Trick Or Sleep: 8 Dos and Don’ts to Help You Sleep Better
Do you toss and turn trying to fall asleep every night, especially on Halloween night? How about waking up halfway through the night and struggle to fall back asleep? Another tired existence as a sleepless zombie. It’s no way to go through life.
The simple fact is this: There is no quick panacea for sleep problems. There are, however, some quick and easy do’s and don’ts that help alleviate some of the problem factors that affect your ability to get quality sleep.
Do: Exercise During the Day
Regular exercise improves your health (duh), but maybe you didn’t know that it can improve your quality of sleep. When you exercise regularly, your body releases dopamine and serotonin. These neurotransmitters are responsible for regulating our body’s natural sleep-wake cycle. That means you’ll be able to sleep better and more consistently Exercise can also improve your mood and help fight off depression because of serotonin’s function as a mood regulator. So, improve your mental and physical health, as well as your sleep quality: get out there and get some exercise.
Figure out an exercise you like to do. Some even have secondary benefits for learning how to sleep better. Yoga is a great way to center yourself while also working muscles to relieve anxiety and release tension. If that ain’t right, you can find something that does work, just put yourself out there and rest easy!
Don’t: Have a Nightcap
Alcohol does have a strong somnolent effect on your body, so it is a great sleeping aid, right? Wrong. While you fall asleep fast after drinking alcohol, your body burns through sugar quickly and you soon wake up worse off than before, tossing and turning the rest of the night. Plus, if you imbibe too much, you have to worry about the lingering hangover the next day. Who wants that? It is best just to avoid a nightcap and stick to water or chamomile tea before bed. Those have real benefits, and can help you sleep better without the cost to your body.
Do: Eat Right and Eat Earlier
Here’s some advice for how to sleep better that applies to general health too: don’t eat before bed. Eating heavy meals too close to bed can tax your digestive system leading to poor sleep. At the same time, those sugary pre-bedtime treats will also create sleeping issues due to the quick burst of energy and the resulting crash soon thereafter. If you do need a late-night snack, fruit, nuts, or whole grains are the best bet because they aren’t too heavy or full of sugar. On that note, strive to finish dinner at least a two hours before your bedtime so your body has time to digest the food.
Don’t: Sleep in on Your Days Off
You know there is nothing better than getting extra sleep on the weekends or holidays. This habit, however, seriously throws off your body’s circadian rhythm and makes it hard to keep a better sleep schedule. When your body gets used to the same cycle you eventually are able to fall asleep around the same time every day, waking up without an alarm. By all means, feel free to enjoy a lazy day off now and then, just try to use moderation. Allowing yourself an hour of flexibility on the weekend can make sure that you sleep better during the week and are able to indulge on days off.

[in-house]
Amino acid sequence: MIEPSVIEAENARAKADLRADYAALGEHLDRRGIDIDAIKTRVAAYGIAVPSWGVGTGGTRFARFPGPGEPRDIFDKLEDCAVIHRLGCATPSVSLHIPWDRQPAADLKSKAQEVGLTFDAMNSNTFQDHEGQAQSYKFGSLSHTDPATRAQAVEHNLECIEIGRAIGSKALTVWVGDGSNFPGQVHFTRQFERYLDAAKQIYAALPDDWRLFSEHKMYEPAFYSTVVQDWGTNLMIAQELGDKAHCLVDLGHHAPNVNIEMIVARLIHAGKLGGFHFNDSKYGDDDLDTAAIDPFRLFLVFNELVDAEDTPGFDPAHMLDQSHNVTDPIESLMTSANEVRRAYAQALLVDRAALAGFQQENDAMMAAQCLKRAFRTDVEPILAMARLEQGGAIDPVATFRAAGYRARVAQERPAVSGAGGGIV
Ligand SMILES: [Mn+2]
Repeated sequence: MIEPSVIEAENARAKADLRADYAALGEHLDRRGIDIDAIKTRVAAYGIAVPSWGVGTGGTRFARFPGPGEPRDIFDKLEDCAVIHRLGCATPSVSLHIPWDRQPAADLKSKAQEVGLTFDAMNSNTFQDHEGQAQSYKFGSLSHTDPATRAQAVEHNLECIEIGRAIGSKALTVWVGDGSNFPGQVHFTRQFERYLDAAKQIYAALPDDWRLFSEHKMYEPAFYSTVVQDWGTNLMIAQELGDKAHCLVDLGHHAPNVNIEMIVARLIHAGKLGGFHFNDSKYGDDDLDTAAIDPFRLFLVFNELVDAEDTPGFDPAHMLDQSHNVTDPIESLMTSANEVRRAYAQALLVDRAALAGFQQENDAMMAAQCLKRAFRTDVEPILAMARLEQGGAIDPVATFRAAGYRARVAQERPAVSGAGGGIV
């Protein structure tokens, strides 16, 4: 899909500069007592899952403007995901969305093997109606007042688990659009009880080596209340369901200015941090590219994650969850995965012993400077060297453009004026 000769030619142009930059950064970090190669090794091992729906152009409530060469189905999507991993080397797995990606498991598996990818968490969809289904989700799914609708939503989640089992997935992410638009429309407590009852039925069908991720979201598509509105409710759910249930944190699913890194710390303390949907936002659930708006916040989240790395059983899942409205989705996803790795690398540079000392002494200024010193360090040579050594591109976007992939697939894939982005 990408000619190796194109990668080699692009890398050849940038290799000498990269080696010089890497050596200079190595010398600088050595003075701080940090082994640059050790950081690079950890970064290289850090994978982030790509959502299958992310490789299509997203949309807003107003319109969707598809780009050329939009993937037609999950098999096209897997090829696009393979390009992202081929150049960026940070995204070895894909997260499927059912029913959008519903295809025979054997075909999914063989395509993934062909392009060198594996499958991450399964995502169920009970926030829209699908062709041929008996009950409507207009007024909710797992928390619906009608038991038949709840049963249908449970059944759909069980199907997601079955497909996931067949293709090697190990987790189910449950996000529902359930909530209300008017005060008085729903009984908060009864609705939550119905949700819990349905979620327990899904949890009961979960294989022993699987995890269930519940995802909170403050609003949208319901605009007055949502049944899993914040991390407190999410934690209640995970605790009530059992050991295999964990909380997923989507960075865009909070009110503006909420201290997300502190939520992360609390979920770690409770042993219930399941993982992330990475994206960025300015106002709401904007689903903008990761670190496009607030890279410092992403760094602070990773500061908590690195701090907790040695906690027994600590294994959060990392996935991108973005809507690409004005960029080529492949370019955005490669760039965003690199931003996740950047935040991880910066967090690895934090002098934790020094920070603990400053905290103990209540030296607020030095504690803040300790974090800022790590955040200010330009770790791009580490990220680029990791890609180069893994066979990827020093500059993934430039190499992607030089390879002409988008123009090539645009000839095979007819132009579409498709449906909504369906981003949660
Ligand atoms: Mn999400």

Do: Dim the Lights
Here’s a no-brainer for how to sleep better: keep it dark at night. About 2 or 3 hours before you go to bed, you should try to minimize the amount of light in your house. Your body sets its sleep-wake cycle by the amount of light it perceives. If your body senses too much light, it will adjust your circadian rhythm accordingly. Lower light levels send an unconscious signal to your brain that it’s time to sleep.
Don’t: Do Screen Time in Bed
Too much light keeps you awake. Guess what emits a ton of blue light? Your phone, computer, and tablets. Holding a phone or tablet close to your face before bedtime will flood your body with blue light, gearing it up for a new day. Avoid screen time in bed as much as possible. Read a book, listen to some music, or try a podcast. You’ll definitely notice the difference, falling asleep faster, without your body having to battle with itself.
Do: Make Your Room as Comfortable as Possible
This isn’t rocket science. There is nothing worse than an uncomfortable sleep. You toss and turn all night and wake up sore the next day. In order to have better sleep, you need to have a comfortable sleeping environment. This doesn’t just mean new things, it means creating a space that’s better for rest. Your bedroom should be cool and dark. Your bedclothes should be clean, soft, and breathable. Finally, your bed should be comfortable and supportive, leaning more towards the firm side. Making your space inviting is a huge checklist for how to sleep better — and one that we often overlook.
Don’t: Sleep with Noise
The smallest noise can affect the quality of your sleep. Even when you are in the deepest sleep stage, your brain still registers and processes sound. Noise also affects the body’s ability to shift from light sleep to deep sleep. So, despite your ability to “sleep through it all”, you are probably still getting restless sleep if your sleep environment is too noisy. If you live in an area where you cannot control outside noise, consider using a fan or white noise machine to shut out the unwanted racket.
Get the respite you need and create the perfect sleep space with a bed that begs to be slept on.